People who took proton pump inhibitors (PPIs) for months or years had a higher risk of kidney function decline and chronic kidney disease, and nearly double the risk of kidney failure, according to a study published online April 14, 2016 in Journal of the American Society of Nephrology.
The study also found that the longer that patients took PPIs, the more likely they were to develop kidney disease.
“A lot of patients start taking PPIs for a medical condition, and they continue much longer than necessary,” said study investigator Ziyad Al-Aly, MD, Assistant Professor of Medicine at Washington University School of Medicine and Associate Chief of Staff for Research and Education at the VA Saint Louis Health Care System in Saint Louis, MO.
Previous studies have already shown that PPIs are associated with acute kidney disease. In this study, researchers investigated whether people taking PPIs also have an increased risk of incident chronic kidney disease (CKD) and progression to kidney failure.
To find out, researchers identified 173,321 new users of PPIs selected from Department of Veterans Affairs national databases. The investigators compared these against 20,270 new users of H2 receptor blockers.
Over 5 years of follow-up, people taking PPIs were more likely to experience kidney function decline than those taking H2 receptor blockers. PPI users also had a 28% increased risk of developing CKD and a 96% increased risk of developing end-stage renal disease (ESRD). In addition, PPI use was related to increased progression of CKD to ESRD, the researchers found.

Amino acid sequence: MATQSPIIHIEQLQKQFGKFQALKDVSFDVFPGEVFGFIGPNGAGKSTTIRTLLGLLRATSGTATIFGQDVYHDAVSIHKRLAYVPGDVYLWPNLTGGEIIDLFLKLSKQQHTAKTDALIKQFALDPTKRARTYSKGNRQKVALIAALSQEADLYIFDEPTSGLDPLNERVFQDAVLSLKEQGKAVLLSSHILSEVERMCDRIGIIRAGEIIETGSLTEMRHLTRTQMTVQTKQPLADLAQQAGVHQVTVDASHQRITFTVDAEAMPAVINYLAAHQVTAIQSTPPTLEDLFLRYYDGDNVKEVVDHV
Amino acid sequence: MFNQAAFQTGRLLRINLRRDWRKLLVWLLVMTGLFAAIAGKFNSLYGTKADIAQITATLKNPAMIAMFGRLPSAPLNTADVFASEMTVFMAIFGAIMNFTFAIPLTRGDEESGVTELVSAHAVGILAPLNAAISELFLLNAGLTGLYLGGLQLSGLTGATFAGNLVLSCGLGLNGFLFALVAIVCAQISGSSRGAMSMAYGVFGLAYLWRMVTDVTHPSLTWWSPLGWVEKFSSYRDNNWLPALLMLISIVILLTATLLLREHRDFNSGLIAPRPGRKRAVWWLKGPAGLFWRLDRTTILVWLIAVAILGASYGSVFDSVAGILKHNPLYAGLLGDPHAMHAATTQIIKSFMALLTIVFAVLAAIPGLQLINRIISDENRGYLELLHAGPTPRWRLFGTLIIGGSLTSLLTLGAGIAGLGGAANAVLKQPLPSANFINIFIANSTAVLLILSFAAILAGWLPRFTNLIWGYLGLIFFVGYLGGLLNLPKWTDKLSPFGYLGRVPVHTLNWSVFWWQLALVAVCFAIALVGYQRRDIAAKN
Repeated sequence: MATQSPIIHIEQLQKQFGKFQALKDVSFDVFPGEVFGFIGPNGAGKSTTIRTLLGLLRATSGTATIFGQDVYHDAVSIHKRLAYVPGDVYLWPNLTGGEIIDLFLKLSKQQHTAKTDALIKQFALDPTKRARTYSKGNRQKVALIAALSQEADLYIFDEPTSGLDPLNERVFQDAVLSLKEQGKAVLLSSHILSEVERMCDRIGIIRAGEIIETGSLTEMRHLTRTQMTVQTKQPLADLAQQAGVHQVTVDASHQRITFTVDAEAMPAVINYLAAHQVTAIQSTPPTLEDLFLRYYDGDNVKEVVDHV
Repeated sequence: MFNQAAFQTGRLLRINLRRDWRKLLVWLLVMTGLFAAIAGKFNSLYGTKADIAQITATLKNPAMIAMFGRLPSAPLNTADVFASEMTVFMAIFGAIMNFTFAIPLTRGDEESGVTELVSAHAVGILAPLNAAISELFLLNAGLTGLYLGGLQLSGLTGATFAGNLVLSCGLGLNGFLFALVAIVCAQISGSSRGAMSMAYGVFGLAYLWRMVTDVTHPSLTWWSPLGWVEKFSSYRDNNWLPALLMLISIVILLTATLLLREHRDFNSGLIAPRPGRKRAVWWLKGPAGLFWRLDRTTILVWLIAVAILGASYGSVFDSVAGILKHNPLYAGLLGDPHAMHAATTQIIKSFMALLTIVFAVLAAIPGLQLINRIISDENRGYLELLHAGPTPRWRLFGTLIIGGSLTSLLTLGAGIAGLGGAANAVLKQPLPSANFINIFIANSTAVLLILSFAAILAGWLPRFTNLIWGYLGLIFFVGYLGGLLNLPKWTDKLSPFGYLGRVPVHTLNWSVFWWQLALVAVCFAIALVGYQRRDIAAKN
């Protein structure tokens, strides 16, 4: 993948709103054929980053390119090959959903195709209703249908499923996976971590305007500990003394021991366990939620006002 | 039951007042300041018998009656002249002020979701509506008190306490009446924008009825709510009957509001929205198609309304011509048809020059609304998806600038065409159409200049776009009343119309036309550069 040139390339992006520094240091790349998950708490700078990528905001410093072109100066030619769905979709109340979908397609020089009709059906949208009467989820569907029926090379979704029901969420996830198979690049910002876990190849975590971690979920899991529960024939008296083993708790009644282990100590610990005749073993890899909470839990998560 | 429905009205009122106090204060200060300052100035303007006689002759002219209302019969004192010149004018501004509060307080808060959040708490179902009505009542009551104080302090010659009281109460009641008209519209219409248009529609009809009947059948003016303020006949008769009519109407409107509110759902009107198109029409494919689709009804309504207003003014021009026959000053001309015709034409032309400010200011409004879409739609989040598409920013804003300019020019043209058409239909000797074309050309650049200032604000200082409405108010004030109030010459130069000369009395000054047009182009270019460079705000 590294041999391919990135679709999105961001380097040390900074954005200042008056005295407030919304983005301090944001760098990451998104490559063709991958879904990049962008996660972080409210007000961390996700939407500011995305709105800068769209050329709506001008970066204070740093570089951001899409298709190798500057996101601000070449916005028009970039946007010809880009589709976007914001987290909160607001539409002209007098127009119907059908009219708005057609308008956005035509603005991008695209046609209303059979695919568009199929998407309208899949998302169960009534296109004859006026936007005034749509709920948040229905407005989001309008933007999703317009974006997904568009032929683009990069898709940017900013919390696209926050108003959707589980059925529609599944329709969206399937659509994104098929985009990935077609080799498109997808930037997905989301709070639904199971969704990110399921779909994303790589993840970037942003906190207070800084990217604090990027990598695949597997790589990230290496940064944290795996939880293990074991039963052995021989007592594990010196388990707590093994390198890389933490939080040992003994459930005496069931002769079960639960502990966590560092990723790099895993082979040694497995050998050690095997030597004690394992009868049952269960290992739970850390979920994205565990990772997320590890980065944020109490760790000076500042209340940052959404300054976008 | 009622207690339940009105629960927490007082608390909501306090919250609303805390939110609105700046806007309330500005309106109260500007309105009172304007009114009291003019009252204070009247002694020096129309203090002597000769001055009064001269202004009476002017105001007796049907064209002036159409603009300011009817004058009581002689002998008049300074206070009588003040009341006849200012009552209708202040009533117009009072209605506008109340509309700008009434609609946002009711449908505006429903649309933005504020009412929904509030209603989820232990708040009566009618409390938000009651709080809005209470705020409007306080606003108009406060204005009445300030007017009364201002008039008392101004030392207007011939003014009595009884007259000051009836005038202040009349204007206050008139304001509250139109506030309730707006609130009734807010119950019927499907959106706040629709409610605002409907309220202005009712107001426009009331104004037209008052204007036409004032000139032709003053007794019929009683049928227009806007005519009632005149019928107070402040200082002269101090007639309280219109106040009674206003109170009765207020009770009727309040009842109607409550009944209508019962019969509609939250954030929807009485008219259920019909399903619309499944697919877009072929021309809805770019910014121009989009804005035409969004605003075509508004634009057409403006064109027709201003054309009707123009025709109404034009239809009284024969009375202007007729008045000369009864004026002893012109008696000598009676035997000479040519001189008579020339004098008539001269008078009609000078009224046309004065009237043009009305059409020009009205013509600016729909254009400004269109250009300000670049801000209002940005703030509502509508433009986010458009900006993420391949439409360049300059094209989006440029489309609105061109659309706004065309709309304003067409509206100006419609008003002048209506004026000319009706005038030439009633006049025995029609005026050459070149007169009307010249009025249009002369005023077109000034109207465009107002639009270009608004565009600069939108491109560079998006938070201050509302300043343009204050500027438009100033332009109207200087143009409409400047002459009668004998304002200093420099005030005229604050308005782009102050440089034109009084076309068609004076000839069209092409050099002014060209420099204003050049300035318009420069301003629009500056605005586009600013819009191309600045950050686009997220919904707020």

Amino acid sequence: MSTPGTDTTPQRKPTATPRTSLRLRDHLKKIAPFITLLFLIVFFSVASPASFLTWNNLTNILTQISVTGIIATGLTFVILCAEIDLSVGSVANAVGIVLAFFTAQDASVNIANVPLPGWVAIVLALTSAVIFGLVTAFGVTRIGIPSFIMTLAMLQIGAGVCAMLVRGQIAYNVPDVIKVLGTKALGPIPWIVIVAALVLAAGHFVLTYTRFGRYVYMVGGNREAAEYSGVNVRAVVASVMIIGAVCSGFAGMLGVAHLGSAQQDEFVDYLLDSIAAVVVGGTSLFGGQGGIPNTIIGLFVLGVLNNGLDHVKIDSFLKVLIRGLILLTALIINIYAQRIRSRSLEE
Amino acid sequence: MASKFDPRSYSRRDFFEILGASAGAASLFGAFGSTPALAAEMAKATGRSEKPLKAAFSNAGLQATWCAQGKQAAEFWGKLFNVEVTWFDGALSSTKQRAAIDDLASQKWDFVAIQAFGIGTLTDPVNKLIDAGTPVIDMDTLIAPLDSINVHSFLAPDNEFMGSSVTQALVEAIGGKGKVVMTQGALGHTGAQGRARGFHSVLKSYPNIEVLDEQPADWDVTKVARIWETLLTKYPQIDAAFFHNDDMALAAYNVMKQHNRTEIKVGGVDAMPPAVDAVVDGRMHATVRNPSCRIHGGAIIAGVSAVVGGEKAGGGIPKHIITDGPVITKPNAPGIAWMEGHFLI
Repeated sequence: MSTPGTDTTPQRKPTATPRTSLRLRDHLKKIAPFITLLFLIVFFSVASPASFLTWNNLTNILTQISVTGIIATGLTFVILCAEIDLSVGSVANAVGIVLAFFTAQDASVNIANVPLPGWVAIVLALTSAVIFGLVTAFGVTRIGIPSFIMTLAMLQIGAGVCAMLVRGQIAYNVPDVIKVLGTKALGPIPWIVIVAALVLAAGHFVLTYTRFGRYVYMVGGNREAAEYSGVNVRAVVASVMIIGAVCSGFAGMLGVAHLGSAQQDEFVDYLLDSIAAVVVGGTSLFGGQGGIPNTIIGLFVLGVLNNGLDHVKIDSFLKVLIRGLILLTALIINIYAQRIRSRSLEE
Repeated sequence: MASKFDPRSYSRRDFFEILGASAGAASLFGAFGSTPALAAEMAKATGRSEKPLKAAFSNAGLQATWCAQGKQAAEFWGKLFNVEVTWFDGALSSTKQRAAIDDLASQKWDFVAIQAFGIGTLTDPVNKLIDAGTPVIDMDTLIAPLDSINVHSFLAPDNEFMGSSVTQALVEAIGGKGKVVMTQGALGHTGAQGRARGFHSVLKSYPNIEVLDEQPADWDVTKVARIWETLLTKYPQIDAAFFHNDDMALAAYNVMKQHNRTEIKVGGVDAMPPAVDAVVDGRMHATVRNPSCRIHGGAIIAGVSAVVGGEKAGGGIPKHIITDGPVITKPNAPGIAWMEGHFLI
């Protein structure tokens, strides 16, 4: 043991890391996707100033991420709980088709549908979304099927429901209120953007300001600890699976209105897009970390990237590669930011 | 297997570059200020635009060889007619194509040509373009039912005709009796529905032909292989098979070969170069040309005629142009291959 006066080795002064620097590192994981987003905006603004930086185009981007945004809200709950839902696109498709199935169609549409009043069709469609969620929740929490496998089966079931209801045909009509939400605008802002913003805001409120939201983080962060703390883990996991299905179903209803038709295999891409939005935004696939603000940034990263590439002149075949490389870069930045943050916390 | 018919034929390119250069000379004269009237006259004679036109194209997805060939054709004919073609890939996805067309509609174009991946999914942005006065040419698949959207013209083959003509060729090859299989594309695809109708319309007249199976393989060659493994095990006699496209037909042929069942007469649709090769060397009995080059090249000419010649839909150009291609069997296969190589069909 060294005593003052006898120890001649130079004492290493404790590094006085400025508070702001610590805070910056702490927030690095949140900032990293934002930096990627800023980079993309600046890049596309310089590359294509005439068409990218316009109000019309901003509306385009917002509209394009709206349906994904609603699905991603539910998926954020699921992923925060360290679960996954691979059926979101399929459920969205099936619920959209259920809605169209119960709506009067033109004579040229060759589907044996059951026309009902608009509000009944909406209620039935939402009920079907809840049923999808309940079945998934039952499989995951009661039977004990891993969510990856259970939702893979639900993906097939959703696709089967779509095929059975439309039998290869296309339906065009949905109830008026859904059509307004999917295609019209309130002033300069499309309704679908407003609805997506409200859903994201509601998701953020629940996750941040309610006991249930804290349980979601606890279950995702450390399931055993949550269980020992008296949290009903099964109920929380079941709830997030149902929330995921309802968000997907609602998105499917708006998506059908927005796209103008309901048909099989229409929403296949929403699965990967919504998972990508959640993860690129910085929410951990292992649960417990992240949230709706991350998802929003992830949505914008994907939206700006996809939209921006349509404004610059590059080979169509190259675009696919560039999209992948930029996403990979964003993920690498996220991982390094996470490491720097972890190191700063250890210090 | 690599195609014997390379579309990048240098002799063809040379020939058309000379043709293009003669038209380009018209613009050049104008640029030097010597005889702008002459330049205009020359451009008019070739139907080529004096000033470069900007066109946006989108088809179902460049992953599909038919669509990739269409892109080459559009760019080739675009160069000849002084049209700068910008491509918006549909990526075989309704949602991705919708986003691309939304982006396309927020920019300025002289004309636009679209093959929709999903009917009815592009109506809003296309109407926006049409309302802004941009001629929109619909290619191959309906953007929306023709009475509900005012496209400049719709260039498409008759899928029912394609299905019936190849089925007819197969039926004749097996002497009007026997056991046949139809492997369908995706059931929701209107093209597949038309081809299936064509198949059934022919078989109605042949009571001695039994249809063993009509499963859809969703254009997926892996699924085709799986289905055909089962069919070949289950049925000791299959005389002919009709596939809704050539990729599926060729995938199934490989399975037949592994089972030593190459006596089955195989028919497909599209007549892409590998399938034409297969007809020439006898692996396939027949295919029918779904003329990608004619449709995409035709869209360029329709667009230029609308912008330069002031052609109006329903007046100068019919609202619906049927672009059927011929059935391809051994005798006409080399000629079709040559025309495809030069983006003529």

The findings also showed that people who took PPIs for a longer time were more likely to develop kidney problems. “The results emphasize the importance of limiting PPI use only when it is medically necessary, and also limiting the duration of use to the shortest duration possible,” said Dr. Al-Aly.
The results have implications for millions of patients with heartburn and acid reflux. An estimated 15 million Americans were prescribed PPIs in 2013, but this number is likely an underestimate because it doesn’t take into account over-the-counter sales purchased without prescriptions.
“Although it is premature to consider eliminating PPIs from over-the-counter availability, clinicians should always query their patients about use of these non-prescribed drugs,” wrote nephrologists Dennis G. Moledina, MBBS, and Mark A. Perazella, MD, of Yale School of Medicine in New Haven, CT, in a related editorial.